Lesson Two: Recipes
Chapter Twelve: Serving the People, aka A Bowl of Punch
A Bowl of Punch
Punch was the first mixed drink with liquor to gain worldwide popularity. This occurred in the 1600s, when Europeans—Englishmen, mostly—spread to all points of the compass a concoction they had either “discovered” in South Asia or created there from local ingredients; it was particularly popular in the North American colonies. A relatively simple mixture of booze, water, sugar, lime or lemon juice, and spices (which could mean just about anything), Punch was refreshing, festive, and very, very potent. Seeing as, before Punch, liquor was mostly consumed straight or mixed into beer or wine as a stiffening agent, this had to be an improvement.
Over the centuries, Punch lost its original simplicity as more and more variations sprouted up and more and more ingredients were deemed acceptable to be included in it. Eventually, it became a catchall term for anything in a large bowl with some fruit or fruit flavoring. All well and good, but to taste the original recipe is to understand that change is not always a good thing. Relatively easy to make, a Bowl of Punch has the further advantages of being dry, complex in flavor, and extremely addictive. It’s strong, too. Serves 16.
6 or 7 large lemons
1/2 pound raw sugar
4 tea bags (black or green tea—anything but herbal)
16 ounces decent-quality cognac
16 ounces Wray & Nephew White Overproof rum, or other pungent rum such as Sea Wynde, El Dorado, or Pusser’s
To finish: freshly grated nutmeg
Peel 2 of the lemons, making sure to include as little of the white pith as possible. Heat the sugar in a large saucepan over a low flame with 1 quart water, stirring constantly until the sugar has dissolved. Remove the pan from the heat, add the lemon peels and tea bags, let the mixture steep for five minutes, and then remove the tea bags, pressing them to extract as much of the tea-and-sugar solution as you can.
Now juice all the lemons (peeled and unpeeled), passing the juice through a fine-meshed strainer. You should have 8 ounces of juice (if not, get more lemons). Add this to the tea-and-sugar mixture. Stir in the cognac and rum. Place the Punch in the refrigerator for at least an hour before serving. To serve, pour the Punch into a punchbowl, add as large a block of ice as you have been able to procure or produce, grate half a nutmeg over the top.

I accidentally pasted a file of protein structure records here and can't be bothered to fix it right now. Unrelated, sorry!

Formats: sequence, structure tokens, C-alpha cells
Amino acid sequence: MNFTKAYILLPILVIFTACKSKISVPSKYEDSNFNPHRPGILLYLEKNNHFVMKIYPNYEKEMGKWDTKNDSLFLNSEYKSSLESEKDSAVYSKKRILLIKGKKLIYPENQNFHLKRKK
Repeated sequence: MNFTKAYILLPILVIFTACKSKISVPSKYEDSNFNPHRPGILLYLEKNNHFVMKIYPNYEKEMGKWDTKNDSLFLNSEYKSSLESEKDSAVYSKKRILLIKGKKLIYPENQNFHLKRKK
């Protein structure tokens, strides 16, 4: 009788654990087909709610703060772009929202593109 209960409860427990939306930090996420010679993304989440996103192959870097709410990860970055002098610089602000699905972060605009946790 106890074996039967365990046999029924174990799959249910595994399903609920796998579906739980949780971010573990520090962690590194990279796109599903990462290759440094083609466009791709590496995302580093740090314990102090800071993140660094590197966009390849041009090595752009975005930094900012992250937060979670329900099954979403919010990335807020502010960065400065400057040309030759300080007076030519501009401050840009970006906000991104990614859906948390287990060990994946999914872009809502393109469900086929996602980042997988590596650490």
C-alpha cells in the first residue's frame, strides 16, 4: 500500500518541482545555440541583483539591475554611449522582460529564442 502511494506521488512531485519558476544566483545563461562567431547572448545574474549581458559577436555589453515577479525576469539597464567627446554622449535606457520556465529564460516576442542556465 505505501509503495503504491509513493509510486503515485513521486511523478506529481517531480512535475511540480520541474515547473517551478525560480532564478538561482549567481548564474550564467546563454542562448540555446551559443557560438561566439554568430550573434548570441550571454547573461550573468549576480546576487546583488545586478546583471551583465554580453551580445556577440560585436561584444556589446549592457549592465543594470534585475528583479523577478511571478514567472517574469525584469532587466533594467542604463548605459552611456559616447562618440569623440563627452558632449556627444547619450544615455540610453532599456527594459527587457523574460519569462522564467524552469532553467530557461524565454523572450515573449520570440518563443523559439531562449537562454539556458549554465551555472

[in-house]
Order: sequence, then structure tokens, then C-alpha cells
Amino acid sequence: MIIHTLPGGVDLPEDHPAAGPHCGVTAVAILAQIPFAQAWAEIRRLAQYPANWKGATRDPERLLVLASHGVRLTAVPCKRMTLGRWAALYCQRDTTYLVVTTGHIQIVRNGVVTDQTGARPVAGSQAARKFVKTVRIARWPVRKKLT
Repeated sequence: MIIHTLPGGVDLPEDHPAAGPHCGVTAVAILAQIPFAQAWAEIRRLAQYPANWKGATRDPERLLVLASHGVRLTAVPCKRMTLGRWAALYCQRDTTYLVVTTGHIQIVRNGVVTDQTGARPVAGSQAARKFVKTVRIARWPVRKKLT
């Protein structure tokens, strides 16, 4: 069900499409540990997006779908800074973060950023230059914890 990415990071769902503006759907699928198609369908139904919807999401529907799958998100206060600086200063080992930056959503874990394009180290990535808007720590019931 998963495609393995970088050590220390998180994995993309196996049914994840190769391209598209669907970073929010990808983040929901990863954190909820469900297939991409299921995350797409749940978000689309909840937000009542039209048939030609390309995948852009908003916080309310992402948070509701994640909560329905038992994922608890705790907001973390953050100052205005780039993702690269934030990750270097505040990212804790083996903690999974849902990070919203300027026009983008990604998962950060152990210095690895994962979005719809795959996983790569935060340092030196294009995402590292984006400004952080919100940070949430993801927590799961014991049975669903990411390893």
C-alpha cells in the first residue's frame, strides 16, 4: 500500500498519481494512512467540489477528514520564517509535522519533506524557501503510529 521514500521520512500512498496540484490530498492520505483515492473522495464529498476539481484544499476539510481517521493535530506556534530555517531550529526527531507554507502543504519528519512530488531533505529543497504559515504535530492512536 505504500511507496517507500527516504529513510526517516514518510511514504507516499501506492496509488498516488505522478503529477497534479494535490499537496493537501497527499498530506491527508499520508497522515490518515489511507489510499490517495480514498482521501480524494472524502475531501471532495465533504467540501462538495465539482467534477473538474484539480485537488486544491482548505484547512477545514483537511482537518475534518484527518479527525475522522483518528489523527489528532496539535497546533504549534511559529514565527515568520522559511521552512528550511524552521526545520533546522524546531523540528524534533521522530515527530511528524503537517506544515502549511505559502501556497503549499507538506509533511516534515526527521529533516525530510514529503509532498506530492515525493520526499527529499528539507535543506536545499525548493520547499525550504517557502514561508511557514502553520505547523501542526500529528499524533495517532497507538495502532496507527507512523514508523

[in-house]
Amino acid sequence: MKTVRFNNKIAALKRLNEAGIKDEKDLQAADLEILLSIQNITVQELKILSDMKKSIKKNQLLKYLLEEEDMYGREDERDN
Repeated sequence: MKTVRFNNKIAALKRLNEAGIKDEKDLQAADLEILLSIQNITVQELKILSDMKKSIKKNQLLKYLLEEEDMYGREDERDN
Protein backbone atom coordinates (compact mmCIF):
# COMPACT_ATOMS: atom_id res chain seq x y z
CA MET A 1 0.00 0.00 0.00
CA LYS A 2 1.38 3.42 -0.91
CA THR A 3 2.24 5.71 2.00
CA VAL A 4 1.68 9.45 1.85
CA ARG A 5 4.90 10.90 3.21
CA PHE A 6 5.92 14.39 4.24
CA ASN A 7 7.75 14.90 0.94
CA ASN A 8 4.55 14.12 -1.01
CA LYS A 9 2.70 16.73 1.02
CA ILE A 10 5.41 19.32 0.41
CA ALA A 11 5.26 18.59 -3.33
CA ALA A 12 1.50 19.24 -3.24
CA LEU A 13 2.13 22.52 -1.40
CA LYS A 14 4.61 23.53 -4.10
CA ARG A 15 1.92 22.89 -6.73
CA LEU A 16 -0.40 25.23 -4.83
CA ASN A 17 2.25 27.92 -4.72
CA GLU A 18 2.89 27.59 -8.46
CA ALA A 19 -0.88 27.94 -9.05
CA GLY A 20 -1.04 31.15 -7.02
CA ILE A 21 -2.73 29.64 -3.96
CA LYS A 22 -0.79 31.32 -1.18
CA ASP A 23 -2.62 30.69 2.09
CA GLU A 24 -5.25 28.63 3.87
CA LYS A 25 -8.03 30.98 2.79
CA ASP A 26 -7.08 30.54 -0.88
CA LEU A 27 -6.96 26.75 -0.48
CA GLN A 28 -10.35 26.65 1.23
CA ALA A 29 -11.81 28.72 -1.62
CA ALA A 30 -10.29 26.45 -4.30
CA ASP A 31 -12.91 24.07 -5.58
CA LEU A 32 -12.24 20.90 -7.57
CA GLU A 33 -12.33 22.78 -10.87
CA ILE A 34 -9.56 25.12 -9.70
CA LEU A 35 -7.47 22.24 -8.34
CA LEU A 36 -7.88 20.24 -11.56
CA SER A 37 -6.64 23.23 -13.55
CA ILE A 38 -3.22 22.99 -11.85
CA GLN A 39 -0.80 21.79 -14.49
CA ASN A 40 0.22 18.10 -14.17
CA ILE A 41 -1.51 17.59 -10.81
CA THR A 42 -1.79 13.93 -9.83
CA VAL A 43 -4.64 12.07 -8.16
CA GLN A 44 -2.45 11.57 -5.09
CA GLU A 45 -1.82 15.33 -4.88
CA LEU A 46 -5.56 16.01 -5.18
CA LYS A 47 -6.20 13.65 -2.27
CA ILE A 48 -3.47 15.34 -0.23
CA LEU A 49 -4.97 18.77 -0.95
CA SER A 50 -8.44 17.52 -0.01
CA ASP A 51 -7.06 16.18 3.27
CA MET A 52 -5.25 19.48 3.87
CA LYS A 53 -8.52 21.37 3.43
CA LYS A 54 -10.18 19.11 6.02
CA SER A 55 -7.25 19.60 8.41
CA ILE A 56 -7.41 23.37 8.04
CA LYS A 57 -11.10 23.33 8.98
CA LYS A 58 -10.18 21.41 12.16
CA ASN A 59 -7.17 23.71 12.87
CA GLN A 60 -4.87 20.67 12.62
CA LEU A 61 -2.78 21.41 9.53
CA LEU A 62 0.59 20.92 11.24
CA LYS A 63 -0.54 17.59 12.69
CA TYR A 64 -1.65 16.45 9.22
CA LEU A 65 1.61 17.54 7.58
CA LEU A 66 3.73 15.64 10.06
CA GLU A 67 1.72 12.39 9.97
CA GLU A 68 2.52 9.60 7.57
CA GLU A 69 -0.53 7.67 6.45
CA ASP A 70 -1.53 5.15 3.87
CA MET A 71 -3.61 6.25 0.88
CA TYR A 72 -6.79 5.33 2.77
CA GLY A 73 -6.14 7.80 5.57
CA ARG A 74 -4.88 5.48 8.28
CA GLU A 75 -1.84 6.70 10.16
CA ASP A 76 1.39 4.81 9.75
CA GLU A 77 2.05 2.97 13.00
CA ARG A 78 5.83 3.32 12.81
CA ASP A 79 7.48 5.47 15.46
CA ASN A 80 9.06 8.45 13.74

Nothing shouts out “tiki!” like a Scorpion Bowl. The formula for this Trader Vic creation from the 1940s went through several revisions—okay, dumbings-down—over the years. The original recipe was still the best, though. It used to come in this ceramic thing with topless Tahitian girls for feet and a gardenia floating in it. It served four; you, your best friend, and your dates would poke straws into it and sip yourselves into romance. And all for $2.50. This party version serves at least 20.
To assemble, fill a punchbowl with cracked or crushed ice, pour everything over it and let it stand in the refrigerator for an hour or two. Add a big block of ice, poke a gardenia or two in, and let the games begin. Note: the gin and cognac may be replaced by 4 ounces pisco—the Trader made it that way, too.
So that’s it, or at least that’s a lot of it. In Lesson Eight Advanced Mixology we will abuse your brain with lots more recipes, maybe even a few complications. But, honestly, if a drink includes more than six ingredients, that’s not advanced mixology, that’s advanced calculus. With all due to respect to the brilliant men and women who are doing so much to elevate the craft of bartending, some people just take it too far. Us, we just want a drink and if it’s going to take ten minutes to make it, please drop a beer off so we can wet our whistles in preparation for the cheers and applause we are planning to shower on you, when the drink arrives. Tick tick tick tick.
Ryan Demonstrates How To Make a Pisco Punch.
This drink requires some prep time:
Cut up one pineapple into chunks and soak in gum syrup over night
Next day put the following into a separate punch bowl:
3-4 whole lemon rinds
6 oz sugar
Muddle thoroughly until it is a sticky syrup
Let set for two hours
Add 1 bottle of Pisco
22 oz of water
10 oz of the pineapple gum syrup
10 oz lemon juice
Large block of ice
Reproduced from “Killer Cocktails” by David Wondrich.